Once again Jordan Peele (US, Get Out) uses his love for the horror film genre to drive home messages of social, economic and racial inequality. This supernatural slasher film is smart, slick and unsettling from the opening credits in mirror image, eerily accompanied by “The Candyman” song. Yes they are backwards and as the film progresses, you’ll be looking at a myriad of mirrors which become the center of horrifying reality as the story unfolds.
Nia DaCosta (The Marvels, Little Woods) is the director to put this fourth version (one original and 2 spin offs) of the Candyman on film. Peele and DaCosta, along with Win Rosenfeld, wrote the script and there is some pointed dialogue, with good timing, that makes an impression. They also use shadow puppet animation for exposition to tell backstory. It is intricately structured to spin this bloody terrifying tale.
The Candyman is an imposing figure who is easily summoned to wreak bloodshed with his hook for a hand and swarms of bees circling him once someone says Candyman 5 times into a mirror. And there are a lot of mirrors in this movie. They use the trope from the Black Lives Matter movement, over and over, “Say his Name” which got a visceral reaction from the audience at our screening.
It starts in 1977 with a young boy at the laundry room in the Cabrini Green project encountering the Candyman. This scene lays the groundwork for the story. But Candyman lore goes back generations. Jordan Peele was such a fan of the original film that he casts the first actor, Tony Todd, to play The Candyman in this film.
Anthony McCoy (Yaha Abdul-Mateen II –The Trial of the Chicago 7) grew up in Bronzeville in Chicago, but lived in the low income Cabrini Green projects with his single mother when he was very young. He learns about the legend of the Candyman from old timer William Burke (Colman Domingo) who lived in the Cabrini Green projects where violence was an every day occurrence until the towers were torn down. That’s where the legend of the Candyman as a ghost wreaking havoc still lives.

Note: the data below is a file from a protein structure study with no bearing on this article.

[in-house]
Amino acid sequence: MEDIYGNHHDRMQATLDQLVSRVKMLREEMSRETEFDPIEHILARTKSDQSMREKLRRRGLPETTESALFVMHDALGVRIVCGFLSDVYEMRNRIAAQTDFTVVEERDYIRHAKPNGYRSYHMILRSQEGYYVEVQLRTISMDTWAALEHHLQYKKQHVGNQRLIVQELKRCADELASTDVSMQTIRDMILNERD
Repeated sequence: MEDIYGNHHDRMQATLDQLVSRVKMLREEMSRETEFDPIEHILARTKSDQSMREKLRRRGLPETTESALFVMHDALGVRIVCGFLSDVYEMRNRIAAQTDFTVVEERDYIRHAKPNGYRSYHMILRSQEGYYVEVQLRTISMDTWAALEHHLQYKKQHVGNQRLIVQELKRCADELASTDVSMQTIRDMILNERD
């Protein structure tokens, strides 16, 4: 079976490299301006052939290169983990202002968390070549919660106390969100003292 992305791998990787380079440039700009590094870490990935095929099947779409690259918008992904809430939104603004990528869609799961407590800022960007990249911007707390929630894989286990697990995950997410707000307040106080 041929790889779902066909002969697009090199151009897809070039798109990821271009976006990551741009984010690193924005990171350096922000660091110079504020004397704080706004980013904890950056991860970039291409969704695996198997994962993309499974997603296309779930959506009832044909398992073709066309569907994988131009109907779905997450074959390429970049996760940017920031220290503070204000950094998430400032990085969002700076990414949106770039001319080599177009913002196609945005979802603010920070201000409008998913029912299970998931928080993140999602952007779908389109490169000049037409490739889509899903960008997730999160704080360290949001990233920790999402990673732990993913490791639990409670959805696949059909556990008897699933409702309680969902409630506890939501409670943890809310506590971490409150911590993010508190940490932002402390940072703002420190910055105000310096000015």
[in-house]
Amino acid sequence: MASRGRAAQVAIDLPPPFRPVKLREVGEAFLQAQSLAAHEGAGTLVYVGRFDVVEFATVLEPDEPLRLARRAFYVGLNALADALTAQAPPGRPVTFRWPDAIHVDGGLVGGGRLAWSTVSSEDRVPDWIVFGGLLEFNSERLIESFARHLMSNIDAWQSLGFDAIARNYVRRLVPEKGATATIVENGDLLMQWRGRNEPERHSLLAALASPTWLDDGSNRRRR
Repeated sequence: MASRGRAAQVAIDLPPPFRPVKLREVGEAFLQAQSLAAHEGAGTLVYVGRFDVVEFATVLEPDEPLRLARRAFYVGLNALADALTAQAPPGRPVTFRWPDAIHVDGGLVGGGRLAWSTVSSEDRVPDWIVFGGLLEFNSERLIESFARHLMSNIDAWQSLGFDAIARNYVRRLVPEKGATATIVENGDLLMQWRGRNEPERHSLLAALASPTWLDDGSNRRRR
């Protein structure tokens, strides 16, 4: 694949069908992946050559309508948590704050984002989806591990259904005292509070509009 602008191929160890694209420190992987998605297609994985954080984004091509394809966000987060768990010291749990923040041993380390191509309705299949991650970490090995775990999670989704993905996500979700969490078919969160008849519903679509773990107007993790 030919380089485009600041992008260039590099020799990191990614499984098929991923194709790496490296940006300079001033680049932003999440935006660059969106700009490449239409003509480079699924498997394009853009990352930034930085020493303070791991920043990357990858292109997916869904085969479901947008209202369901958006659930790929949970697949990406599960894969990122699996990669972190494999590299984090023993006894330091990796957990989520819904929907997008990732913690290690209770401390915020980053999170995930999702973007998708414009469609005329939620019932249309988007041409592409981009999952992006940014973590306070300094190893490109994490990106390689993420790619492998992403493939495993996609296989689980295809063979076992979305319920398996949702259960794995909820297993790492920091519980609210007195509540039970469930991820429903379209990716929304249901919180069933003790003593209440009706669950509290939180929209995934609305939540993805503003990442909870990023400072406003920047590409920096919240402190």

Anthony is a struggling artist who needs some inspiration to get his career back on track and he’s curious about the legend. He is now enjoying the pleasures of living with his girlfriend, Brianna (Teyonah Parris-WandaVision, If Beale Street Could Talk) in his gentrified neighborhood built over the rubble of the vertical ghetto that was the Cabrini Green Projects.
When he learns of the legend, he goes to Cabrini Green to take pictures of the church still there imbued with murals. (Back in the day, we did a magazine story about that church for the Sun-Times interviewing the well-known Chicago muralist, Bill Walker)
Abdul-Mateen infuses his character with a contemporary sensibility. Further research about the Candyman leads to a gradual obsession with creating art depicting the horror in his own work. DaCosta directs Abdul-Mateen with a subtle touch as It gets the best of the artist until all hell breaks loose. Brianna tries to downplay the ghost story, as does her gay brother, Troy (Nathan Stewart-Jarrett), and his husband, but with humor. Anthony’s not buying it. Brianna gets his work added to an exhibition which ends up getting macabre attention. But the owner of the gallery and his girlfriend pay the price after closing when they decide to invoke the Candyman’s name.
Art critic Findley Stephens (Rebecca Spence) who’s dismissive of his work, has a most unusual occurrence after discussing Anthony’s art with him at her Marina City apartment. The pull back from the iconic circular cone cob designed building seeing what’s happening to her centered on her apartment window is artistically and esthetically horrifying. What makes it stick even more is the audio track silence. Anthony becomes obsessed and Brianna freaks out. You will, too, and may find yourself ready to yell out a warning!
Director Nia DaCosta pulls convincing performances out of the huge cast. Yaha Abdul-Mateen II’s gradual descent into madness coupled with Teyonah Parris’ role as the realist make an outrageous premise more believable. Once again, Jordan Peele creates a significant horror film that mixes social, economic and racial issues, this time rising from the ruins of Cabrini Green. Peele reveals anything but a sweet Candyman.
Universal Pictures/MGM 1 Hour 31 Minutes R
In Theaters Now
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